As we previously reported, in February 2018, the city of Austin, Texas passed a paid sick and safe leave ordinance (the “Ordinance”) that would have required companies to provide paid sick and safe leave to their employees. The Ordinance obligated companies with 15 or more employees to provide eight days of paid leave, and companies with fewer than 15 employees to provide six days of paid leave. The Ordinance was scheduled to go into effect on October 1, 2018.
In Texas Association of Business et al. v. City of Austin, Texas, however, the Texas Court of Appeals recently declared the City of Austin’s Ordinance unconstitutional and ordered the district court to grant a temporary injunction barring its implementation.
The Court held that the Ordinance “violates the Texas Constitution because it is preempted by the Texas Minimum Wage Act”. The Texas Constitution bars city ordinance provisions “inconsistent” with the laws “enacted by the Legislature of the State.” The Texas Court of Appeals held that the Ordinance established a “wage”, violating the Texas Minimum Wage Act (TWMA), and thereby the Texas Constitution.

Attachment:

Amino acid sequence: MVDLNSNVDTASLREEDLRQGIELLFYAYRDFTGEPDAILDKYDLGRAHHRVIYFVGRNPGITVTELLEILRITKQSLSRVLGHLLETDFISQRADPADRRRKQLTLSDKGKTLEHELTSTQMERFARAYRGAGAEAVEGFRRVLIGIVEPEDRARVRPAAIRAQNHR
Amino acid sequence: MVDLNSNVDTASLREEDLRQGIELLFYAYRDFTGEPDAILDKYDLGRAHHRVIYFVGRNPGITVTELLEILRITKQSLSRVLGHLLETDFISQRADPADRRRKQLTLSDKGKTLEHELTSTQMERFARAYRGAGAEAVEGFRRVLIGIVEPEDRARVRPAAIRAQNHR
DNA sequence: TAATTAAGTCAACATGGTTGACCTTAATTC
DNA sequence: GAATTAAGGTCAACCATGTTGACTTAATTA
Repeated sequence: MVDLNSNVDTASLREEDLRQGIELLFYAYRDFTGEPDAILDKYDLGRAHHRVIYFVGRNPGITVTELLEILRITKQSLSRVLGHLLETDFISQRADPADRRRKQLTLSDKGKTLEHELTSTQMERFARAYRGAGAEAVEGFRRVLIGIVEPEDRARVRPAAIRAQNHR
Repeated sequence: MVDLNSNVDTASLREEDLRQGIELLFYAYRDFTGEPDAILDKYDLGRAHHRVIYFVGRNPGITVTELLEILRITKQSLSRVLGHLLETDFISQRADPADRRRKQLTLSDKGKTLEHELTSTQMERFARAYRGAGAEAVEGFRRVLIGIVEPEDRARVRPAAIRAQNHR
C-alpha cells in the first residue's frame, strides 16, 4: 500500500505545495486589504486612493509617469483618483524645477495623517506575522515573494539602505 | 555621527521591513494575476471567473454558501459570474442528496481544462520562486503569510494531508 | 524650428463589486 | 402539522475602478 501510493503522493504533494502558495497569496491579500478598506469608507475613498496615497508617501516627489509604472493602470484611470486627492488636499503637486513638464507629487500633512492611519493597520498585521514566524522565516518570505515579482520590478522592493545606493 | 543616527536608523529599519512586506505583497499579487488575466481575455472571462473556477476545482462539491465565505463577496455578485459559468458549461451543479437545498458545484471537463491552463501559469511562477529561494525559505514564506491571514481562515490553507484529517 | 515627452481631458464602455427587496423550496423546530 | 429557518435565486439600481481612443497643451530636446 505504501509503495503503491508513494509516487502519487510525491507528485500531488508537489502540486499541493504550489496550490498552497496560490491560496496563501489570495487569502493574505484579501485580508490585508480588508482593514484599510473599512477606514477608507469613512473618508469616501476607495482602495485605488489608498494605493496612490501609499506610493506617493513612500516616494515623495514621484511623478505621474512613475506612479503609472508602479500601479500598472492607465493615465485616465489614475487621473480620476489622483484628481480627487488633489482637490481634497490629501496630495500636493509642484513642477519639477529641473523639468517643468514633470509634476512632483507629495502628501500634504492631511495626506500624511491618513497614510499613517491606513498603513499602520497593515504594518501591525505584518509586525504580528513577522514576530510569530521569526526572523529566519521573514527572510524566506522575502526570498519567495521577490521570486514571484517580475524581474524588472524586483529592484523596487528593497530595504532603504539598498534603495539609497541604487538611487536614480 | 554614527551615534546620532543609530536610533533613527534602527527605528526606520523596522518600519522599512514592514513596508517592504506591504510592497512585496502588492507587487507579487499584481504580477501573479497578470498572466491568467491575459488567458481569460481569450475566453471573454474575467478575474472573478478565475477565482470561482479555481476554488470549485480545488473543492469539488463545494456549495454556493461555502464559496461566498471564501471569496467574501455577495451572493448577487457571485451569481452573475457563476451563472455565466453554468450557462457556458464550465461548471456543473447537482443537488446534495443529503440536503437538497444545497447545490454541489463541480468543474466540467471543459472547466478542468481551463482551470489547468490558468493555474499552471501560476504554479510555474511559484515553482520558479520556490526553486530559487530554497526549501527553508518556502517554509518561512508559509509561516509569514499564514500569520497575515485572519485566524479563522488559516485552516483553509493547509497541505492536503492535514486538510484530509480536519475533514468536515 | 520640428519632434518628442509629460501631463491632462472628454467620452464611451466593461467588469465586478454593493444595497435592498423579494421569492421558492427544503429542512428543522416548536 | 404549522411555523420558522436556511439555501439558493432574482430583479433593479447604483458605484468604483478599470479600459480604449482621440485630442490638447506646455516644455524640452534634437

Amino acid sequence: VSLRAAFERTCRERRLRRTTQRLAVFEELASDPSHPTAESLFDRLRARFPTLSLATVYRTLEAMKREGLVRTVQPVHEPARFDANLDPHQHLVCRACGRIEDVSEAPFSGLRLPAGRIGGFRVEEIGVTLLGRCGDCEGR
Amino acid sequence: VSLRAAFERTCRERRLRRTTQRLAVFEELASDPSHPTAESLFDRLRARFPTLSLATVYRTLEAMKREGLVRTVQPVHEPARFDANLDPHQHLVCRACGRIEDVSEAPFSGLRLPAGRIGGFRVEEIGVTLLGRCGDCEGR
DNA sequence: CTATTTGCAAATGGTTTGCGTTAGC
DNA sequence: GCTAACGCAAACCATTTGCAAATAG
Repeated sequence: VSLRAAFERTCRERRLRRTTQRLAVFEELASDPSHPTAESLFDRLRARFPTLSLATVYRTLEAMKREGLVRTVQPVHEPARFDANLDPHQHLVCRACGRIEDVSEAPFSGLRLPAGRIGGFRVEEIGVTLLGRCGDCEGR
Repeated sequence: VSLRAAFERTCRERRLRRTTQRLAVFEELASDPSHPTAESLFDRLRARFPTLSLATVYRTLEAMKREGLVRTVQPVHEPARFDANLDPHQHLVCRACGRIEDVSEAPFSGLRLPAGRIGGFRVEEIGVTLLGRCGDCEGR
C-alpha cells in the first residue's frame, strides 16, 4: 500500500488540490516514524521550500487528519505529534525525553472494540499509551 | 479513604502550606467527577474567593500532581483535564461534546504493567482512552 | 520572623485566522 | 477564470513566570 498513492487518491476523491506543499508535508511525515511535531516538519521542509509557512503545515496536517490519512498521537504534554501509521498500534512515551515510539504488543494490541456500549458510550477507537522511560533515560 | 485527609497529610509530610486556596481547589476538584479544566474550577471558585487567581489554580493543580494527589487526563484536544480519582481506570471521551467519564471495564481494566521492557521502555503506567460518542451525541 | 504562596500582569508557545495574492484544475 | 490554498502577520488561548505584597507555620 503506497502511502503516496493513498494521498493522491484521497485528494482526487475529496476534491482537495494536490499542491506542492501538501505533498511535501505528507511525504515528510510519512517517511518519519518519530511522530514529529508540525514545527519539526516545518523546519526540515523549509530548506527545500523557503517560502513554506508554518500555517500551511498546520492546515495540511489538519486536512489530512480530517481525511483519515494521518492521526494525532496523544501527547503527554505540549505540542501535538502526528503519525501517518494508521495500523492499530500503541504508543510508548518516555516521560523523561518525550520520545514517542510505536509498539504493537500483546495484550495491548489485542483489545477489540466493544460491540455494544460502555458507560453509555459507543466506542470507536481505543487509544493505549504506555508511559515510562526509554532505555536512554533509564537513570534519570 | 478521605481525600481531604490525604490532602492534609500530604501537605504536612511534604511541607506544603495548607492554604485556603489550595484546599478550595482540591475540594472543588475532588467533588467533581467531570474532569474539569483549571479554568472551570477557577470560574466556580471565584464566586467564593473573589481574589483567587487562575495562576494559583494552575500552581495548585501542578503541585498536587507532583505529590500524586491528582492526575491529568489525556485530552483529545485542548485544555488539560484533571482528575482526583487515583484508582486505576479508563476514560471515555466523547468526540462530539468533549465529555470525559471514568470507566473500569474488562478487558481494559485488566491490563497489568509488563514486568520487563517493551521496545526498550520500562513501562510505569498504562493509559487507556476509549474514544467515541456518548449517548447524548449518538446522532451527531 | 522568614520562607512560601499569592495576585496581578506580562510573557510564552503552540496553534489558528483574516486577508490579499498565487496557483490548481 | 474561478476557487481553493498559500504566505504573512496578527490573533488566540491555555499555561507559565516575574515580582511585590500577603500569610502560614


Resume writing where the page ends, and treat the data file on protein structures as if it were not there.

The TMWA precludes municipalities from regulating “wages” for employers subject to the minimum wage requirements of the Fair Labor Standards Act. The Texas Court of Appeals held that the Ordinance regulated “wages” because it requires employers to pay employees for hours they did not work, effectively raising their rate of pay for hours they actually worked. The Court illustrated this concept by using a hypothetical example of an hourly worker who earned $10 per hour, working 15 hours per week, who used 25 hours of accrued sick time in a year. The Court reasoned that under the Ordinance, this employee would receive “$250 for time she did not work, making her actual hourly wage $10.33.” Although the City of Austin argued that “wages” under the TWMA referred only to payments made to compensate workers for their services and not additional benefits, the Texas Court of Appeals disagreed and concluded that the TMWA’s definition of “wages” did not “necessarily preclude the inclusion of paid sick leave.”